K: In order for younger people to appreciate our stories, we have to be good story tellers. While I have never whole heartedly enjoyed historical movies or reading, and history was my worst grade in high school, visiting with a real person about their past is completely fascinating for me. It has a lot to do with the personal value. When you sit down to hear a story from someone, they often times focus on the human involvement instead of facts and numbers. The interpersonal connections are what draws me in.

6.       After Jacob successfully coaches August in Polish commands for Rosie, he observes, “It’s only when I catch Rosie actually purring under August’s loving ministrations that my conviction starts to crumble. And what I’m left looking at in its place is a terrible thing”. What is Jacob left “looking at”, and how does it pertain to August’s personality and Jacob’s relationship with August, and what makes it a “terrible thing”?

K: I took it to mean Jacob was left looking at trust; trust from Rosie to August. Jacob seemed to always have some sort reservations when it came to August, but he did also seem to trust him for a while until he was wronged. I think Jacob knew that Rosie’s trusting August would eventually lead to heartbreak for the elephant, which it obviously did.

7.       After the collapse of the Benzini Brothers circus and Uncles Al’s having “done a runner”, Jacob realizes, “Not only am I unemployed and homeless, but I also have a pregnant woman, bereaved dog, elephant and eleven horses to take care of. What expectations did you entertain for Jacob and Marlena’s – and their menagerie’s – future after they leave the Benzini Brothers circus? How do the elderly Jacob’s memories of Marlena and their life together confirm or alter those expectations?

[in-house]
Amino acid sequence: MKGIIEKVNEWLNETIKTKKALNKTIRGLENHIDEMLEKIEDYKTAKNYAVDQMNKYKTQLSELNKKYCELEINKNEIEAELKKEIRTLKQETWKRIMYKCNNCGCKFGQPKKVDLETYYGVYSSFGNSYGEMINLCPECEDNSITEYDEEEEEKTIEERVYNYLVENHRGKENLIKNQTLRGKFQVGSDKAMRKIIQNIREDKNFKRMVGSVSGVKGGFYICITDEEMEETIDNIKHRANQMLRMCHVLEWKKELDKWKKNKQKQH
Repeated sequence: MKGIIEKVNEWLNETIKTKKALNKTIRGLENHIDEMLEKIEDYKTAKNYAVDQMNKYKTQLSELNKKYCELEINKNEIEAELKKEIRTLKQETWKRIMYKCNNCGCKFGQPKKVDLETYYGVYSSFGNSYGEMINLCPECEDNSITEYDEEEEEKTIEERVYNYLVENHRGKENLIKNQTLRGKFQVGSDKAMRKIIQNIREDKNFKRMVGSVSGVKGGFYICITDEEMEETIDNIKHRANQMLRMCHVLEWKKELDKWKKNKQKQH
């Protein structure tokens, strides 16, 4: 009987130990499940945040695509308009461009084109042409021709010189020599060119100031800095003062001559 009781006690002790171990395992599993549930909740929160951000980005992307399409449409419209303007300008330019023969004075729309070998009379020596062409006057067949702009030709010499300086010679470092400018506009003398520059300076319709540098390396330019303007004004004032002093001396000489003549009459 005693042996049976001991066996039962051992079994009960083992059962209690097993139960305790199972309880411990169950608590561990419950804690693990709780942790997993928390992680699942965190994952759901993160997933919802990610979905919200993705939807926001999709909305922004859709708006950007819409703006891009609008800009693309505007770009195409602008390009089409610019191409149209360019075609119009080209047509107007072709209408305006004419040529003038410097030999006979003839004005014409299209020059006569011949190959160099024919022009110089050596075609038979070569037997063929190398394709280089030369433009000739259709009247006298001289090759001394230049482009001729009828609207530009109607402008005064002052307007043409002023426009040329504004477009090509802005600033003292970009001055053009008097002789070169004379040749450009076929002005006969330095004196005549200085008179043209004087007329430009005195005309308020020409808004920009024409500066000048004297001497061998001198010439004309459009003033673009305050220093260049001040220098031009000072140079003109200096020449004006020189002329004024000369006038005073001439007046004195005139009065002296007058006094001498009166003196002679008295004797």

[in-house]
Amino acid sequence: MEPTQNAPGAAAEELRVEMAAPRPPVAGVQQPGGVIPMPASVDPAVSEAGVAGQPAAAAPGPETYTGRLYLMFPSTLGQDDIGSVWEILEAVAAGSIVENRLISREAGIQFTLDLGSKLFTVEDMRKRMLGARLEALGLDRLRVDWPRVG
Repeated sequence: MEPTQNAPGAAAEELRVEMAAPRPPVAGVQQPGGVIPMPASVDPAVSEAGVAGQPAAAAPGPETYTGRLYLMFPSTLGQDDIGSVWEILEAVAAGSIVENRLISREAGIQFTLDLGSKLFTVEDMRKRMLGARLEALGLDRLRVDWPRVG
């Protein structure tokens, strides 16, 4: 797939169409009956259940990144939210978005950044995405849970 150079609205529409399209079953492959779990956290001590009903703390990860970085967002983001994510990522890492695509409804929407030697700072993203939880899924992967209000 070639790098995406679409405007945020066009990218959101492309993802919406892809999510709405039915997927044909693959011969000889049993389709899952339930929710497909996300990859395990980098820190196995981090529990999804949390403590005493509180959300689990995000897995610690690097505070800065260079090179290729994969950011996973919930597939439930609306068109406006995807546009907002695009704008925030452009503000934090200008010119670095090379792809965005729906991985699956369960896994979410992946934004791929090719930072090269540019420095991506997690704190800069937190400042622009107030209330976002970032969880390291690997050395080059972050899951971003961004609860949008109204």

K: I wasn’t really sure what to expect after they left the circus. I sort of assumed they’d just be homeless for a while until Jacob got into work as a vet somewhere. It sounds as though they had a decent life in the circus, and later working at a zoo. I would have like to hear more about Marlena as a mother and a wife, but that was obviously not the focus of this book. J

8.       In the words of one reviewer, Water for Elephants “explores…the pathetic grandeur of the Depression-era circus.” In what ways and to what extent do the words “pathetic grandeur” describe the world that Gruen creates in her novel?

K: Grandeur was show day, what the public saw. Everything else regarding the circus could apparently fall under pathetic.